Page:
AMS-30035 - 'Eyes on the Prize': The Struggle for Civil Rights in America
Coordinator: David T Ballantyne Tel: +44 1782 7 34409
Lecture Time: See Timetable...
Level: Level 6
Credits: 15
Study Hours: 150
School Office: 01782 733147

Programme/Approved Electives for 2020/21


Available as a Free Standing Elective






Barred Combinations


Description for 2020/21

This module is suitable for students who have already taken history modules and acquired a solid grounding in the methods of historical research, analysis, and writing. This module allows students to study one of the most dramatic processes to shape the modern United States: the struggle for African American civil rights. From a South blighted by Jim Crow segregation and lynching to today's America, where equality before the law has been achieved but racial fissures remain, we will assess the aims and achievements of black leadership, and the contribution of ordinary men and women, black and white, northern and southern, to re-shaping American society through activism. The module also addresses the relationship between mainstream civil rights activism and more radical protest that became increasingly prominent as the 1960s progressed.
This module gives students an in-depth familiarity with the mass movement for civil rights, with a particular focus on the 1940s through the mid-1960s. The module will be informed by the latest scholarly debates concerning the nature of mass civil rights activism, the length of the civil rights movement, and the roles of violence, gender, and foreign relations in the struggle for civil rights. This module will give students the ability to apply advanced source analysis and historiographical methods to piece together the narrative of the Civil Rights movement, and consider how scholarly debate reflects contemporary race related issues. Moreover, students will evaluate the value of conflicting approaches, a process that throws into relief the uncertainty, ambiguity and limits of knowledge but also the possibility of achieving methodological objectivity. Students will consult a range of primary and secondary materials as the basis for seminar discussions.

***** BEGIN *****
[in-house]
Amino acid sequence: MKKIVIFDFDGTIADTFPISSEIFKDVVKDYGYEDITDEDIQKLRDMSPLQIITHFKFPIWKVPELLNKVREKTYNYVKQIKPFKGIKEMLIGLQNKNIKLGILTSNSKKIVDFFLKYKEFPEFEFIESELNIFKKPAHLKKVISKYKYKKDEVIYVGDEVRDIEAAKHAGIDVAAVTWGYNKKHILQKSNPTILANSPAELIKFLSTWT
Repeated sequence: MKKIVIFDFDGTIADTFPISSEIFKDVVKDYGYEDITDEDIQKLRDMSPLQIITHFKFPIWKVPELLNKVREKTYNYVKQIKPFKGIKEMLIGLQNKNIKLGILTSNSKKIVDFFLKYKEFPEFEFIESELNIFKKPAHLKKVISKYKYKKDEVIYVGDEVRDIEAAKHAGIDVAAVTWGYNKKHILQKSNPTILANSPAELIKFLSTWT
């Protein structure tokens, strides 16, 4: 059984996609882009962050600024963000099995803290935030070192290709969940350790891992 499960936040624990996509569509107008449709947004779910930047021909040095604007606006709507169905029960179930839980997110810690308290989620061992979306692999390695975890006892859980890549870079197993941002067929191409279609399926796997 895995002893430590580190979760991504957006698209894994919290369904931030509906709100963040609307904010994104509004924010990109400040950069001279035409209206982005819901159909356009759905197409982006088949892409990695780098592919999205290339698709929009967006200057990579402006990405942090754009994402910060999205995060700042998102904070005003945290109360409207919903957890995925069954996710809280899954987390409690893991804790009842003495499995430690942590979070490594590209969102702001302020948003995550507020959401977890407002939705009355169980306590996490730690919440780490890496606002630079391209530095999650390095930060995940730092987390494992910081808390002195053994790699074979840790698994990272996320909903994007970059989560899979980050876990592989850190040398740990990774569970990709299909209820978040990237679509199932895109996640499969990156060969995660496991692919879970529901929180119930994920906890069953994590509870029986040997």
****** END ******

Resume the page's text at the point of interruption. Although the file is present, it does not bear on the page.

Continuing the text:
to introduce students to the role of civil rights conflict in the shaping of contemporary America
to assess the aims and achievements of black leadership in the Civil Rights Movement;
to document and evaluate the contribution of mainstream protests by ordinary men and women, black and white, Northern and Southern, in re-shaping American society
to document and evaluate the broader African-American contribution to American society and culture

Talis Aspire Reading List
Any reading lists will be provided by the start of the course.

Intended Learning Outcomes

recognise and explain the particular issues and debates associated with the struggle for Civil Rights and racial equality in the United States: 1,2
assess the relative merits of conflicting interpretations of significant events and phenomena, recognising the complexity and diversity of historical situations, events and belief systems: 1,2
conduct sophisticated analysis of primary source material with due regard to provenance, content, and interpretation: use constructively source materials both in evaluating primary and secondary accounts and in developing original interpretations fostering competence in the handling and analysis of evidence:

Study hours

22 hours, comprising 11 x 2-hour seminars; 60 hour seminar preparation; 20 hours short paper preparation; 48 hours long essay preparation.

School Rules


Description of Module Assessment

1: Short Paper weighted 35%
1500-word analysis of a primary source text
Following appropriate seminar preparation students will undertake a critical assessment of a primary source related to the topic areas covered by this unit in order to develop the students' skills in analysing, evaluating, and contextualising primary source material.

2: Essay weighted 65%
2000-word essay
Students will write a 2000-word essay (excluding footnotes, plus or minus 10%), from a choice of questions.